Then what I call “my wine allergy” kicked in. Here’s what I noticed:
- Morning aftertaste: The morning after having wine, even after having only one glass, I could still taste the wine on my breath. It seemed as though the wine were sitting in my stomach, and that all I had to do was exhale and there would be a lusty, boozy smell. It made me feel like I’d already been drinking from the moment I woke up.
- Face blushing: Suddenly, the very first sip of wine caused my entire nose and the area just on either side of it to blush. My sinuses and lips would heat up, and I knew that whoever was looking at me was now seeing a red-nosed reindeer version of me. There was nothing I could do to stop it from happening. Eventually, halfway through the glass, my face would go back to normal, but the blushing was intense and embarrassing while it was happening.
- Smell intolerance: Wine, even expensive bottles, took on a rubbing-alcohol scent. I stopped being able to discern a fruity bouquet or any aroma save for the overwhelming smell of something flammable. A friend could walk up to me, her goblet exuding its eau de vin, and all I could smell was something akin to ethanol.
- Taste intolerance: Same thing finally happened with taste. It all tasted bad to me, like wine from a bottle that had been uncorked for months. My wine connoiseiur friends insisted I try good wines, assuming I was drinking the cheapo stuff (again!). It didn’t matter. Good wine, even great wine, tasted like hootch to me.
People tell me it’s the sulfites. I tell them I don’t know what it is, but secretly I believe it’s divine intervention and my body warning me that there’s not too big a step between me and alcoholism. My body can’t process liquor. The good news is that the allergy killed all cravings for wine. Just the smell in the wine-tasting room was enough to send me outdoors every once in a while.
I can still go to wine-tasting events, watch everyone swirl their glasses and check for “legs” while I eat more than my fair share of olives, salami, and cheese. When they inhale the wine’s bouquet, I sneak out, creep around the place and snap a few shots.
But I’ll let you in on a secret. Now my drink of choice is beer, and to tell the truth, I don’t think there’s a whole lot of difference between wine and beer as far as my body is concerned. Already I’ve noticed some of the same “wine allergy” symptoms starting to appear.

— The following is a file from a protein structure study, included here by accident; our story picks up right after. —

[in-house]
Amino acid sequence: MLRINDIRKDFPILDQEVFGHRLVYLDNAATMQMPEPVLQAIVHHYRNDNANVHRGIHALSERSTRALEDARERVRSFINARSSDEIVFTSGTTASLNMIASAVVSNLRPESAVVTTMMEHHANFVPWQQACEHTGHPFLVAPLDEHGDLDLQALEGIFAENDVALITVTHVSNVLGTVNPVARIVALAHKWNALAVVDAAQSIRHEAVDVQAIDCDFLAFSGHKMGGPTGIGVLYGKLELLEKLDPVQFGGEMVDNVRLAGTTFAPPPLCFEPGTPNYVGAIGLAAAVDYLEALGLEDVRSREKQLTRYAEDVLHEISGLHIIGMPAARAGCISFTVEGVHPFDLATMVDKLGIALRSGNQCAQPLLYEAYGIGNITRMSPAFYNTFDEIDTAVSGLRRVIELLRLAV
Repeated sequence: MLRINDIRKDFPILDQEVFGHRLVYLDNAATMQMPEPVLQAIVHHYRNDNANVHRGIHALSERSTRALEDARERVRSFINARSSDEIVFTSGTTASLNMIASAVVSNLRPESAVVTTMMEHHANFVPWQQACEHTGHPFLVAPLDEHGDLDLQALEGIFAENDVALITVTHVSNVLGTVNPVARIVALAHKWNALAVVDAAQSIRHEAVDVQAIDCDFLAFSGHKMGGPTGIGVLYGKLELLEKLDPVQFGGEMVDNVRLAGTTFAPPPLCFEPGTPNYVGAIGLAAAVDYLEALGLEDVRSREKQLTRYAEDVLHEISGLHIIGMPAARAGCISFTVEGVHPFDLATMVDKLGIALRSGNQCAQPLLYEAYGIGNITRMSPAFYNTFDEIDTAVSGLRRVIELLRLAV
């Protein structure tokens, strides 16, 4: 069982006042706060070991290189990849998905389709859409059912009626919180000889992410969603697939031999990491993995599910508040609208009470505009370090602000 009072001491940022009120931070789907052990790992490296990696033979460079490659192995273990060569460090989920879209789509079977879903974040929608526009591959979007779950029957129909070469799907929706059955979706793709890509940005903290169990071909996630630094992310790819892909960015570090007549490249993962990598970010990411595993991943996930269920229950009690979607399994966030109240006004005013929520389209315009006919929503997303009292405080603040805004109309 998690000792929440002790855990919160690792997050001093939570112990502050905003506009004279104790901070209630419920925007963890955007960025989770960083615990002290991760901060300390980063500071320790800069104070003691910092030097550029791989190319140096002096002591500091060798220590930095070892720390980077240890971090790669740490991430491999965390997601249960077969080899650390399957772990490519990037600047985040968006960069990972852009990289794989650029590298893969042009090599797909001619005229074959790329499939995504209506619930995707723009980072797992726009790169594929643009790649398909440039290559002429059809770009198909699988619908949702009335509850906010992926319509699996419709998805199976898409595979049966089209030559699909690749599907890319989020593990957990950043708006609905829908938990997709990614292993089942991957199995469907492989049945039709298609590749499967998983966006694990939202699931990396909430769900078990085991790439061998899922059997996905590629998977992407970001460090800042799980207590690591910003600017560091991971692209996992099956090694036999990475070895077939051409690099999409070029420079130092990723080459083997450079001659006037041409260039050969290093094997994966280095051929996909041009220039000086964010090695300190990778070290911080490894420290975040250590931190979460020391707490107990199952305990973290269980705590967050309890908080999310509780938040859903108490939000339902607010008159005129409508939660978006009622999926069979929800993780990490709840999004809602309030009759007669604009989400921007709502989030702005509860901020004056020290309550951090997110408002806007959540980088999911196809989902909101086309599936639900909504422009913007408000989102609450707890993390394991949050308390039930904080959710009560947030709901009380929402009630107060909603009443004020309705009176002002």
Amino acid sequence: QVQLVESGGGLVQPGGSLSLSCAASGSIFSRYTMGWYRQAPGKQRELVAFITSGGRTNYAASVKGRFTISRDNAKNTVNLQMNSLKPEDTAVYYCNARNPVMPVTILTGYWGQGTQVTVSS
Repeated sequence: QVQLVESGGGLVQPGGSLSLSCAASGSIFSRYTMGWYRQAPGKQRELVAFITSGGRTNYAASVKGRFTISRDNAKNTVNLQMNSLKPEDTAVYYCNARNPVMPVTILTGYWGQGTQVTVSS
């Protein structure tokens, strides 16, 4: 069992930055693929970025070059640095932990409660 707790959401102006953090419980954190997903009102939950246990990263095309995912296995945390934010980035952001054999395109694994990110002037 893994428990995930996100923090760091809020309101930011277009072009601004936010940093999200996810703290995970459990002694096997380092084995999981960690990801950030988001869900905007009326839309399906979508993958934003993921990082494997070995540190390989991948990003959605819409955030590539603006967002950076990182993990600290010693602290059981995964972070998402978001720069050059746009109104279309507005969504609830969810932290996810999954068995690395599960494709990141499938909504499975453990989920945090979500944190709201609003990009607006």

So this is where I stand: on the edge of accepting that I’m not made for any of it. Maybe I started too young, or maybe I got the low tolerance gene that resulted in goofy-drunken-relative stories that both my parents have from their respective families (the great uncle who always showed up to parties drunk). I was a heavy drinker for the one year I was in Spain, but what little I drink now has a big effect, too big an effect, on my system.
I’d like to declare right here that I’m giving it up, too, before my body forces me to. And maybe I will, with all of you as my witnesses. I’ll let you know, but believe me, I just raised the ante on myself.
NOTE: Alcohol addiction is no laughing matter. I’ve actually been kicking around declaring myself alcohol-free for over a year. Somehow I can’t reconcile the fact that I don’t drink very much, yet my body still has an intolerance. It’s probably an excuse, but I think I’d be laughed out of Alcoholics Anonymous if I let it be known that I was trying to wean myself off of a beer a night.
Still, wean myself I must. And, if like me you are even slightly concerned about your own drinking, check out the sources below. You and I are not alone.
- Alcoholism National Treatment Referral
- Mayo Clinic: Alcoholism
- Alcohol Craving in Women, Not Men, More Likely To Be Linked To Depression